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Europol Campaign: Is there Emancipation in Crime?

Are women as bad as men, when it comes to crime? Are they capable of committing the worst crimes, just like men? Europol believes they are and started a campaign entitled ‘Crime Has No Gender’.

In many countries and professions, women get paid less than men for the same work. This is even the case in show biz. There are less female pilots, in most countries most politicians are men. The emancipation has still not reached all its goals. As it turns out, there are less female criminals as well.

Gender Quota for Bank Robbers?

Does anyone need emancipation in crime? A 50 percent quota for bank robbers, drug and people traffickers or murderers? Of course not. But in crime, the small share of women is growing. In its ‘Crime Has No Gender’ campaign, Europol uses the interesting gender issue to promote its ‘Europe’s Most Wanted Fugitives’ website.

Europol says in most studies about gender in crime, the gender of the victims had been looked at, but not that of the offenders. The agency says the number of women engaged in crime had increased because social norms had liberated women from the home, increasing their participation in the crime market. This tendency seems to be linked to emancipation after all.

For the new Europol campaign, 21 of the 28 member states (or 27 soon) have picked one of their most wanted fugitives. “The focus is on the story behind the crime”, Europol says. Germany, the country The Berlin Spectator is based in, refrained from taking part.

Using the Entertainment Aspect

On its ‘Crime Has No Gender’ web page, each story about every fugitive involved starts “with a full mask covering the face of the fugitive. As the story unfolds, parts of the mask disappear leaving the viewer guessing the gender of the criminal”, according to Europol.

All of this means Europol is using entertainment in order to attract visitors to its ‘Europe’s Most Wanted Fugitives’ website. This is the American way. So is the entire ‘most wanted’ concept.

‘Borrowed’ ideas are the best ideas. The Europeans copied the F.B.I.’s ‘most wanted’ approach. Photos: Europol

None other than J. Edgar Hoover discussed the idea of a list of the most wanted criminals with a journalist in 1949. Soon it became clear that American newspaper readers were lusting for true crime stories, including reports about investigations and especially about suspects.

The American Original

The Federal Bureau of Investigation, also known as the F.B.I., knew what it did when it released its first list of the ten most wanted fugitives on March 14, 1950. It worked. With that list, the Bureau could put some of the most wanted behind bars rather quickly.

It would take decades until something called the Internet came along. Now absolutely everyone had the opportunity to check the “F.B.I. Ten Most Wanted List”. This lead to even more arrests. (Note: Article continues below ‘Related Articles’ teasers.)

Recently, the F.B.I.’s list received a relaunch, an oil change, new brake pads and additions. Apart from the 10 most wanted, the Americans are now listing wanted terrorists, both international and domestic, along with other fugitives, kidnappers and bank robbers. Some of their missing person cases are also part of their secondary lists.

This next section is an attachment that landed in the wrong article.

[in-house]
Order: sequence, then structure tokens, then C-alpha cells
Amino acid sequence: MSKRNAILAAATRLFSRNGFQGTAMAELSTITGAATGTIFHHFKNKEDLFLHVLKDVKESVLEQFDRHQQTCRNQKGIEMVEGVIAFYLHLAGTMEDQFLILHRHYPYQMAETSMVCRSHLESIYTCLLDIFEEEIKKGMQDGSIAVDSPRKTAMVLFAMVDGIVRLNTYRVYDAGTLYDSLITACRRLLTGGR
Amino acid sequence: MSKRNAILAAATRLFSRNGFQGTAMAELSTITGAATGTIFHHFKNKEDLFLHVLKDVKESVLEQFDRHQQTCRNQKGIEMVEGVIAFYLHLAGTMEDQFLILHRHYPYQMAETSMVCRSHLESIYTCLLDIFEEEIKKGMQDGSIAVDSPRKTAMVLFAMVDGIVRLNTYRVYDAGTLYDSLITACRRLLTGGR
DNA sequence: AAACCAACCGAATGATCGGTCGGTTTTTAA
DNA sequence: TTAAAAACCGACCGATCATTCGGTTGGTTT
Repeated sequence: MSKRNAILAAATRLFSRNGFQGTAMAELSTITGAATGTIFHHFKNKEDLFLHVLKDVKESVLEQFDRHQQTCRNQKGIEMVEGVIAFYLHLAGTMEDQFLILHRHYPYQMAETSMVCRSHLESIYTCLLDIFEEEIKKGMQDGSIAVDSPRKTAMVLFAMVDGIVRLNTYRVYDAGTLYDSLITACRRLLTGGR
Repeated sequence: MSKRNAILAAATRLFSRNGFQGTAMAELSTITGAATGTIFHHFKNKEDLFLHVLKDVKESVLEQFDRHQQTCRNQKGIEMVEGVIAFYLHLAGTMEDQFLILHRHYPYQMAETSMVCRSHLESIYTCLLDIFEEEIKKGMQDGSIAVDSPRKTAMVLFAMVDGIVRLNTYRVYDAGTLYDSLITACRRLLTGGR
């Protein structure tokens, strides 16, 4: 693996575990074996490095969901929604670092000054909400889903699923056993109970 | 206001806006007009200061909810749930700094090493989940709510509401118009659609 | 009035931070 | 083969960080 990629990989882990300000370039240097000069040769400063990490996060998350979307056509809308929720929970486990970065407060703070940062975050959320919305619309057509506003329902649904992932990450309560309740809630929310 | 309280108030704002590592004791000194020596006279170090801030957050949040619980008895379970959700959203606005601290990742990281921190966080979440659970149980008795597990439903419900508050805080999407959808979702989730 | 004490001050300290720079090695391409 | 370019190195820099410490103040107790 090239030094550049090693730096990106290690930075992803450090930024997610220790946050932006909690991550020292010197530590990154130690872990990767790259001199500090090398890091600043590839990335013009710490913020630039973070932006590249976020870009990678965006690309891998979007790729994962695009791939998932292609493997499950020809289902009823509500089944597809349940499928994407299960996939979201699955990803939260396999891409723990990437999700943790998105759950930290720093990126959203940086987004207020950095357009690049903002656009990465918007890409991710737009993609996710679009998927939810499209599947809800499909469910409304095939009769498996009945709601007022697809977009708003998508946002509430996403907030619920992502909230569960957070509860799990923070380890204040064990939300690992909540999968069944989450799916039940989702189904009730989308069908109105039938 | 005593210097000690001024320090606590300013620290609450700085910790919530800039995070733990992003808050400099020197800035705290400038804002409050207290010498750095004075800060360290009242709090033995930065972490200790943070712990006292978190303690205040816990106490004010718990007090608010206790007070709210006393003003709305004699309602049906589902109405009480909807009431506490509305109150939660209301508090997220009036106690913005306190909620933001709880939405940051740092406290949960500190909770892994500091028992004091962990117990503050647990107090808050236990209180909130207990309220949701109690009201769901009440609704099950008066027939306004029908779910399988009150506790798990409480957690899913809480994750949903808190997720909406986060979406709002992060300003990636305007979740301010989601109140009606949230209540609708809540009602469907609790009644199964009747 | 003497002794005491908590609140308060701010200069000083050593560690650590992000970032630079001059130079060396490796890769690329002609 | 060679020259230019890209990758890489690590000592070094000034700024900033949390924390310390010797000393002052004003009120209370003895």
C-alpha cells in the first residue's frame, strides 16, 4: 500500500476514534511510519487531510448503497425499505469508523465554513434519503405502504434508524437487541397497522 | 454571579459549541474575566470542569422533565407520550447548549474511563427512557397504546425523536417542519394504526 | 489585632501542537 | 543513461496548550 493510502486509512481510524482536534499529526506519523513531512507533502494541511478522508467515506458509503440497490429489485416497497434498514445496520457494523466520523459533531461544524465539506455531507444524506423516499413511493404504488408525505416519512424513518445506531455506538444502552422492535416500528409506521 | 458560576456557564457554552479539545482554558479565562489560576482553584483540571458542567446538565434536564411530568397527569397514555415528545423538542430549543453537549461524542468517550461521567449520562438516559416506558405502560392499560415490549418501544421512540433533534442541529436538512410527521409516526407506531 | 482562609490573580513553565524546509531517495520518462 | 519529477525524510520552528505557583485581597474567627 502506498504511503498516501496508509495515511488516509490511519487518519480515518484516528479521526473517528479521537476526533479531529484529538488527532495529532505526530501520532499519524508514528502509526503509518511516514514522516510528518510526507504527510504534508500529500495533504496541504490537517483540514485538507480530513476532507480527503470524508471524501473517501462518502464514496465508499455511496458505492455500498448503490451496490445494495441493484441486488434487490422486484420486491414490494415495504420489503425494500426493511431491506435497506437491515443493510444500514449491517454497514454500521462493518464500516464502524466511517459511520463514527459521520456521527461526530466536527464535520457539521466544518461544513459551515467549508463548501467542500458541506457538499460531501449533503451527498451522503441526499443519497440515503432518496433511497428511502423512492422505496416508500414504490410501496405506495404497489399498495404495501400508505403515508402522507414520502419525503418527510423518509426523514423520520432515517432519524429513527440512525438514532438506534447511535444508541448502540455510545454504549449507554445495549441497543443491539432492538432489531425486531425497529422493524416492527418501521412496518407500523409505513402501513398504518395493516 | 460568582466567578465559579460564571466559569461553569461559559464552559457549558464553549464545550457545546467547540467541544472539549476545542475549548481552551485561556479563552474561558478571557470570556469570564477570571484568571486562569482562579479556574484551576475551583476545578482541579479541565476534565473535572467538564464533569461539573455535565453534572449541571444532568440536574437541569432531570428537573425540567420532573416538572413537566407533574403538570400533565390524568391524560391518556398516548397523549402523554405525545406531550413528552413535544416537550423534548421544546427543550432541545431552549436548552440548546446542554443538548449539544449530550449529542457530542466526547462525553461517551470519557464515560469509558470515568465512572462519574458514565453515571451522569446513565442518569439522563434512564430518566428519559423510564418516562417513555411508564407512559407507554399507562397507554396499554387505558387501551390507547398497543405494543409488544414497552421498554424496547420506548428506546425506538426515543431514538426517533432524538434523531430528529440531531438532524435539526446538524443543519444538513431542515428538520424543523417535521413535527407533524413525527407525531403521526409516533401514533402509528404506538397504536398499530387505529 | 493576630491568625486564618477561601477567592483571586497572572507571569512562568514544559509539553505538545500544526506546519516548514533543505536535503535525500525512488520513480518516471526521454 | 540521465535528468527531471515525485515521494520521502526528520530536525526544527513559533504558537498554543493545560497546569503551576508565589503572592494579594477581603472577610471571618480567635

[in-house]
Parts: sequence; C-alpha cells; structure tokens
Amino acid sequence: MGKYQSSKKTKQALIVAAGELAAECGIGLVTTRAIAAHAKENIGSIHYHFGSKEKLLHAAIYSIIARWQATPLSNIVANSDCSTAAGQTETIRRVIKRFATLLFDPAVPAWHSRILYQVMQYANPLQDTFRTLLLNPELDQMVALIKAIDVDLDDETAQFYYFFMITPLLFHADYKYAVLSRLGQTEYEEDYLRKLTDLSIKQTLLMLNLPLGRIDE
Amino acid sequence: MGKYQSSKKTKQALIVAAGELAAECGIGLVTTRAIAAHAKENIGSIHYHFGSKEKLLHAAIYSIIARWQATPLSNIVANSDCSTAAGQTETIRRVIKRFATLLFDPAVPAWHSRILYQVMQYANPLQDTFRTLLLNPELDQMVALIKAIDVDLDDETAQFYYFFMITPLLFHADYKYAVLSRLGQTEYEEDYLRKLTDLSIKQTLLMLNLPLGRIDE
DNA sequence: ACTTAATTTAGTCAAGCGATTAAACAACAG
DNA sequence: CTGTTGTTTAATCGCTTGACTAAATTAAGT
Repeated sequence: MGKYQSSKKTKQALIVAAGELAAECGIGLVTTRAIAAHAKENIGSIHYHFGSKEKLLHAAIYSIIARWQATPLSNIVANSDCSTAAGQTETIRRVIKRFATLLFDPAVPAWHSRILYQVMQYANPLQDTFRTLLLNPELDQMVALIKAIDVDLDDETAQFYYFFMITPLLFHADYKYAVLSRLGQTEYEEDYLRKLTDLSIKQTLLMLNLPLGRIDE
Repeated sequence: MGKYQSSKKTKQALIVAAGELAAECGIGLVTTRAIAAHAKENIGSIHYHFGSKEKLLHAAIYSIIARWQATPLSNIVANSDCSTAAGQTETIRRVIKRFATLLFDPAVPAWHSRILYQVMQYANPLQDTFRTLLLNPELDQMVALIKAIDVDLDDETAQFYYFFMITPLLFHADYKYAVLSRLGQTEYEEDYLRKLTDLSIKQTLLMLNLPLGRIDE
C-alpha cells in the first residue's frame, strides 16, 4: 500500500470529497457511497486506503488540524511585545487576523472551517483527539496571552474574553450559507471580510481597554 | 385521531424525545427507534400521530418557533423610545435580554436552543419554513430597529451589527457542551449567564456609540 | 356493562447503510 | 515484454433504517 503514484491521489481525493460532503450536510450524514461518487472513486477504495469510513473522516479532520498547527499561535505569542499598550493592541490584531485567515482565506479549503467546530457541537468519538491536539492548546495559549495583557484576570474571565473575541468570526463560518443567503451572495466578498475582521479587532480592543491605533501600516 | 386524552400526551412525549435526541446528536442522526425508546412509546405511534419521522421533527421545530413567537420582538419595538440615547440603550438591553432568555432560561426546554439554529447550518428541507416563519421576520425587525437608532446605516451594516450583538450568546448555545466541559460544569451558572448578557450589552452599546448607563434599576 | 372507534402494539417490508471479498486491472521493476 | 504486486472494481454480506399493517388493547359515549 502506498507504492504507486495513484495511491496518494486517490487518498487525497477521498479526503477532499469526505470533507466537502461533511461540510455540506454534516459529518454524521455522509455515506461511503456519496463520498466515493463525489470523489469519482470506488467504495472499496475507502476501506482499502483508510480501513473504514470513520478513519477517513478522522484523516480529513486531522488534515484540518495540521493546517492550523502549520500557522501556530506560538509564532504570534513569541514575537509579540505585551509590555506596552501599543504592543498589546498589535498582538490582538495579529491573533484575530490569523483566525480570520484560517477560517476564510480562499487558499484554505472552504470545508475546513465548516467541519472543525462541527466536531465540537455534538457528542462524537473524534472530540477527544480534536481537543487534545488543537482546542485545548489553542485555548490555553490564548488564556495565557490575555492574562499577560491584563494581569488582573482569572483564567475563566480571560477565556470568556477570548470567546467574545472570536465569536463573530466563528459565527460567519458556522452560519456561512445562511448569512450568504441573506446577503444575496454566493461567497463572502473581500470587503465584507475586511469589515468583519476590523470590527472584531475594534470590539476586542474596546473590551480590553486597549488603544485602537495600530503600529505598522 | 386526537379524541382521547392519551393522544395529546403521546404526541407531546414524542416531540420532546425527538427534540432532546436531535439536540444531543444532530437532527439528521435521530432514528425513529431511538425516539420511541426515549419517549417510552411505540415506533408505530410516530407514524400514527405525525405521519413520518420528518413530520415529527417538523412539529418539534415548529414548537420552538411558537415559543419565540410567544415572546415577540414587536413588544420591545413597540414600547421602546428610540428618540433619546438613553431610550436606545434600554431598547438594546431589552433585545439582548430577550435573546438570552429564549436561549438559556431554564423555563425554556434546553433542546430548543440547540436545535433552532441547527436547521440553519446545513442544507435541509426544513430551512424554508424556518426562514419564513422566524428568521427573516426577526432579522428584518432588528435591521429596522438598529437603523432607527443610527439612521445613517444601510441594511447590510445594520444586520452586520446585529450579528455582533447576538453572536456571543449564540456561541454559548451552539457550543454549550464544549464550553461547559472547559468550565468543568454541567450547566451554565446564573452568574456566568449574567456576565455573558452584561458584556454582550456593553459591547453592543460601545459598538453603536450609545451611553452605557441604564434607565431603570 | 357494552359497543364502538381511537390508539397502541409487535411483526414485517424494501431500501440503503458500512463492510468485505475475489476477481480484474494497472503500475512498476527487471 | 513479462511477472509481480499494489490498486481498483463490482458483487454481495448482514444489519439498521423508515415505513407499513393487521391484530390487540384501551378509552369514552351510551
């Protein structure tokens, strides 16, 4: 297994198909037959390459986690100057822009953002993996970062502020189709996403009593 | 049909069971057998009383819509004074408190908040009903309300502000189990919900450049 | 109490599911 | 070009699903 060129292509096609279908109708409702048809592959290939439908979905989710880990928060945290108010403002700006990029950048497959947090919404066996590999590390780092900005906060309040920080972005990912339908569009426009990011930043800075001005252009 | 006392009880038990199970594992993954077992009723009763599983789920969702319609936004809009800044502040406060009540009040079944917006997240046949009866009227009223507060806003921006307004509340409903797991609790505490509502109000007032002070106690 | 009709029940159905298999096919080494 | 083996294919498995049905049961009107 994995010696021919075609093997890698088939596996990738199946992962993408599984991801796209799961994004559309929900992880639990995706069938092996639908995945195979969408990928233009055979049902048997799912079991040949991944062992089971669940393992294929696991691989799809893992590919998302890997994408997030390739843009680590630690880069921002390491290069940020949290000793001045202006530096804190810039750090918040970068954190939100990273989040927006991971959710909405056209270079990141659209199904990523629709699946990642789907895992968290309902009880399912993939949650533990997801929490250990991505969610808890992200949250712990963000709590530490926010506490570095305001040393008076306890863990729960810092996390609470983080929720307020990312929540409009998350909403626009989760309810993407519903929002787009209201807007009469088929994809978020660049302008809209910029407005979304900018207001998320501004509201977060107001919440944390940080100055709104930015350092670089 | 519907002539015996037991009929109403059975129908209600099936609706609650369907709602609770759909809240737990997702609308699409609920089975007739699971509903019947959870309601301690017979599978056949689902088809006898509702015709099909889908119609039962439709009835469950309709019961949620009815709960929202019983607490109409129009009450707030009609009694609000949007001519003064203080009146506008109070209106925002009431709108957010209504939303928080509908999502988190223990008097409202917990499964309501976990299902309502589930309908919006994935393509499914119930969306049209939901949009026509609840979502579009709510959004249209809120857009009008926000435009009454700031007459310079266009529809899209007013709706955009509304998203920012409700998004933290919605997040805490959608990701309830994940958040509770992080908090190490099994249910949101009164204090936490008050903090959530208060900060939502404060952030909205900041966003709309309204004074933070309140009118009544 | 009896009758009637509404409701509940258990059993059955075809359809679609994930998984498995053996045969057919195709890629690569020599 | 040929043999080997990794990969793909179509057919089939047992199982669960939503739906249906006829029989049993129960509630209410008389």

Slight Delay in Europe

In Europe, things took a little longer. Only 76 years later, in early 2016, Hoover’s idea was borrowed. Europol now has a list of 49 men 17 women (as of October 18th, 20199 who are being sought. Of course this is about more than just stealing a pack of chewing gums at a supermarket.

Europe’s Most Wanted Fugitives list is something like the phone book of dangerous criminals. These 66 individuals are being accused of human trafficking, armed robbery, large-scale fraud and of course murder. Islamist terrorists are on this list as well.

But hunting the criminals and suspects on the list is only a small part of what Europol does. On a regular basis, they take down organized crime rings which sell drugs or illegal streaming services, while effectively fighting human trafficking.

Europol’s Tasks

The European Union Agency for Law Enforcement Cooperation, Europol is its abbreviation, was previously divided into two authorities, the European Police Office and the Europol Drugs Unit. These organizations now work more effectively. Handling intelligence and organizing the cooperation of police departments in European states is what Europol officially does.

Europol keeps on staging very useful operations. Its European Union Internet Referral Unit recently cooperated with national police authorities in several countries while targeting terrorist content on WordPress and VideoPress, meaning on the Internet. More than 900 instances of terrorist propaganda were found and flagged. Then it was up to the platform moderators to take that kind of content down.

During that operation, Europol highlighted what it called “emerging patterns in terrorists abusing online platforms and promoting content intending to radicalize, recruit and propagate terrorist activities.”

Belgian Murderess

The woman on the main photo on top of this page is Hilde van Acker, a murderer convicted to life in prison in Belgium. Europol and the Brussels Police Department believe she is on the run with her partner.

‘Europol’s Most Wanted Fugitives’ list can be accessed here and the page for the ‘Crime Has No Gender’ campaign can be accessed here.

Related article: Berlin’s Water Police: Getting Wet is Part of the Job

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